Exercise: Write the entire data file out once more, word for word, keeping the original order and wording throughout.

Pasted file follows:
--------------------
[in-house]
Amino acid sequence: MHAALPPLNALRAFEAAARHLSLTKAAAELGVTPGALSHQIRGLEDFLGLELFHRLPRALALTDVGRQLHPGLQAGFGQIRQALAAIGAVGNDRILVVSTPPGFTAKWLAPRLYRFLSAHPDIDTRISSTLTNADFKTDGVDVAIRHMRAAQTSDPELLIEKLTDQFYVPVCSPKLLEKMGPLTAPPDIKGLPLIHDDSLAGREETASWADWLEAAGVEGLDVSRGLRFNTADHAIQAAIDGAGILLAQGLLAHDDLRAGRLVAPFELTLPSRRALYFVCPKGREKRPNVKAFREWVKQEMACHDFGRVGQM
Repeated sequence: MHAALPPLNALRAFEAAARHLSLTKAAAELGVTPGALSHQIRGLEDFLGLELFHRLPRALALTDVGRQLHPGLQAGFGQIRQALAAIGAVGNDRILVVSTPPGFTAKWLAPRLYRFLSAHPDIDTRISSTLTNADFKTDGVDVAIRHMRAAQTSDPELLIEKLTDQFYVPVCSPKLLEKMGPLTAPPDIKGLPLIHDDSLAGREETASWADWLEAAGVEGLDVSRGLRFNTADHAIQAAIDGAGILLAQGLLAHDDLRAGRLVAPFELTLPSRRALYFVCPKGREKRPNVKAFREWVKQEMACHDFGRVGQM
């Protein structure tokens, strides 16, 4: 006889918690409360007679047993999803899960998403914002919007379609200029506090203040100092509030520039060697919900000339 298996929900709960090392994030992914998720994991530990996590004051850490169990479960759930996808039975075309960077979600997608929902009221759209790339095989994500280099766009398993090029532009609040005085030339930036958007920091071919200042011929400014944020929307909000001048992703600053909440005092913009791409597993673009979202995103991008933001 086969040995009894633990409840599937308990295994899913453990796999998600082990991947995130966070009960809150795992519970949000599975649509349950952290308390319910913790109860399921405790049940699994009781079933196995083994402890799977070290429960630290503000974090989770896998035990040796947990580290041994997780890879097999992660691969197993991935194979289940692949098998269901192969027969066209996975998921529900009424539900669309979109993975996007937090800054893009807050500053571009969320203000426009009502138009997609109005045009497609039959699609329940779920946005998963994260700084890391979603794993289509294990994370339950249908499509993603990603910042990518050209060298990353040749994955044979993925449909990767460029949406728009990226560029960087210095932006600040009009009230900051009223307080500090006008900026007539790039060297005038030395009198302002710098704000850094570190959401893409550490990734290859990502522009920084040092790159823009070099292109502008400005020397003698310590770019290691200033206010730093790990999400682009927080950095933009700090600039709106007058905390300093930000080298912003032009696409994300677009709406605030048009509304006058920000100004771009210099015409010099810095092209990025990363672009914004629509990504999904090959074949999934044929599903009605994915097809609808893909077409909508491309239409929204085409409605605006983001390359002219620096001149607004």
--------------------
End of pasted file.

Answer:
[in-house]
Amino acid sequence: MHAALPPLNALRAFEAAARHLSLTKAAAELGVTPGALSHQIRGLEDFLGLELFHRLPRALALTDVGRQLHPGLQAGFGQIRQALAAIGAVGNDRILVVSTPPGFTAKWLAPRLYRFLSAHPDIDTRISSTLTNADFKTDGVDVAIRHMRAAQTSDPELLIEKLTDQFYVPVCSPKLLEKMGPLTAPPDIKGLPLIHDDSLAGREETASWADWLEAAGVEGLDVSRGLRFNTADHAIQAAIDGAGILLAQGLLAHDDLRAGRLVAPFELTLPSRRALYFVCPKGREKRPNVKAFREWVKQEMACHDFGRVGQM
Repeated sequence: MHAALPPLNALRAFEAAARHLSLTKAAAELGVTPGALSHQIRGLEDFLGLELFHRLPRALALTDVGRQLHPGLQAGFGQIRQALAAIGAVGNDRILVVSTPPGFTAKWLAPRLYRFLSAHPDIDTRISSTLTNADFKTDGVDVAIRHMRAAQTSDPELLIEKLTDQFYVPVCSPKLLEKMGPLTAPPDIKGLPLIHDDSLAGREETASWADWLEAAGVEGLDVSRGLRFNTADHAIQAAIDGAGILLAQGLLAHDDLRAGRLVAPFELTLPSRRALYFVCPKGREKRPNVKAFREWVKQEMACHDFGRVGQM
């Protein structure tokens, strides 16, 4: 006889918690409360007679047993999803899960998403914002919007379609200029506090203040100092509030520039060697919900000339 298996929900709960090392994030992914998720994991530990996590004051850490169990479960759930996808039975075309960077979600997608929902009221759209790339095989994500280099766009398993090029532009609040005085030339930036958007920091071919200042011929400014944020929307909000001048992703600053909440005092913009791409597993673009979202995103991008933001 086969040995009894633990409840599937308990295994899913453990796999998600082990991947995130966070009960809150795992519970949000599975649509349950952290308390319910913790109860399921405790049940699994009781079933196995083994402890799977070290429960630290503000974090989770896998035990040796947990580290041994997780890879097999992660691969197993991935194979289940692949098998269901192969027969066209996975998921529900009424539900669309979109993975996007937090800054893009807050500053571009969320203000426009009502138009997609109005045009497609039959699609329940779920946005998963994260700084890391979603794993289509294990994370339950249908499509993603990603910042990518050209060298990353040749994955044979993925449909990767460029949406728009990226560029960087210095932006600040009009009230900051009223307080500090006008900026007539790039060297005038030395009198302002710098704000850094570190959401893409550490990734290859990502522009920084040092790159823009070099292109502008400005020397003698310590770019290691200033206010730093790990999400682009927080950095933009700090600039709106007058905390300093930000080298912003032009696409994300677009709406605030048009509304006058920000100004771009210099015409010099810095092209990025990363672009914004629509990504999904090959074949999934044929599903009605994915097809609808893909077409909508491309239409929204085409409605605006983001390359002219620096001149607004």